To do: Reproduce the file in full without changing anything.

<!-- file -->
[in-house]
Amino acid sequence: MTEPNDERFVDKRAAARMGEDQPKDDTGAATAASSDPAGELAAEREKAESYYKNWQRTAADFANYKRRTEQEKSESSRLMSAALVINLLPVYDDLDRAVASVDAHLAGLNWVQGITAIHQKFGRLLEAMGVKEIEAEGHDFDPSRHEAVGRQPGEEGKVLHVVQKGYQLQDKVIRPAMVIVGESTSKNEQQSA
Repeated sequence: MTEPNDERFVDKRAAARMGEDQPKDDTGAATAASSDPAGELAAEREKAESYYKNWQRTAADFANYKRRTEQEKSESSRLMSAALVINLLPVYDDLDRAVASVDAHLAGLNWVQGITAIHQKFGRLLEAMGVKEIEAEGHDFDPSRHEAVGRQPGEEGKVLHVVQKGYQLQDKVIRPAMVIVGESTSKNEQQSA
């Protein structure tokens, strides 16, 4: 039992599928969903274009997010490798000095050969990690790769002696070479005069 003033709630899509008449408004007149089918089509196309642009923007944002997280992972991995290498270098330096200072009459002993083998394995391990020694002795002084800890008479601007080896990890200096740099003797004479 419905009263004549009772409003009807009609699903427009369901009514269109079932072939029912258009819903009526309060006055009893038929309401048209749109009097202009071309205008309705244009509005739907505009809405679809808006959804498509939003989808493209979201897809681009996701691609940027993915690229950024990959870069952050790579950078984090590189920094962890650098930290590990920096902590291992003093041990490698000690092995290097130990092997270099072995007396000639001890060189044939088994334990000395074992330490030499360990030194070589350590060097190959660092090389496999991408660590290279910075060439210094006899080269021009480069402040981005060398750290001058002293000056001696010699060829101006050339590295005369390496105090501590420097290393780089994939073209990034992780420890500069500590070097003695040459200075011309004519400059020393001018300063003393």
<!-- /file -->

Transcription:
[in-house]
Amino acid sequence: MTEPNDERFVDKRAAARMGEDQPKDDTGAATAASSDPAGELAAEREKAESYYKNWQRTAADFANYKRRTEQEKSESSRLMSAALVINLLPVYDDLDRAVASVDAHLAGLNWVQGITAIHQKFGRLLEAMGVKEIEAEGHDFDPSRHEAVGRQPGEEGKVLHVVQKGYQLQDKVIRPAMVIVGESTSKNEQQSA
Repeated sequence: MTEPNDERFVDKRAAARMGEDQPKDDTGAATAASSDPAGELAAEREKAESYYKNWQRTAADFANYKRRTEQEKSESSRLMSAALVINLLPVYDDLDRAVASVDAHLAGLNWVQGITAIHQKFGRLLEAMGVKEIEAEGHDFDPSRHEAVGRQPGEEGKVLHVVQKGYQLQDKVIRPAMVIVGESTSKNEQQSA
């Protein structure tokens, strides 16, 4: 039992599928969903274009997010490798000095050969990690790769002696070479005069 003033709630899509008449408004007149089918089509196309642009923007944002997280992972991995290498270098330096200072009459002993083998394995391990020694002795002084800890008479601007080896990890200096740099003797004479 419905009263004549009772409003009807009609699903427009369901009514269109079932072939029912258009819903009526309060006055009893038929309401048209749109009097202009071309205008309705244009509005739907505009809405679809808006959804498509939003989808493209979201897809681009996701691609940027993915690229950024990959870069952050790579950078984090590189920094962890650098930290590990920096902590291992003093041990490698000690092995290097130990092997270099072995007396000639001890060189044939088994334990000395074992330490030499360990030194070589350590060097190959660092090389496999991408660590290279910075060439210094006899080269021009480069402040981005060398750290001058002293000056001696010699060829101006050339590295005369390496105090501590420097290393780089994939073209990034992780420890500069500590070097003695040459200075011309004519400059020393001018300063003393």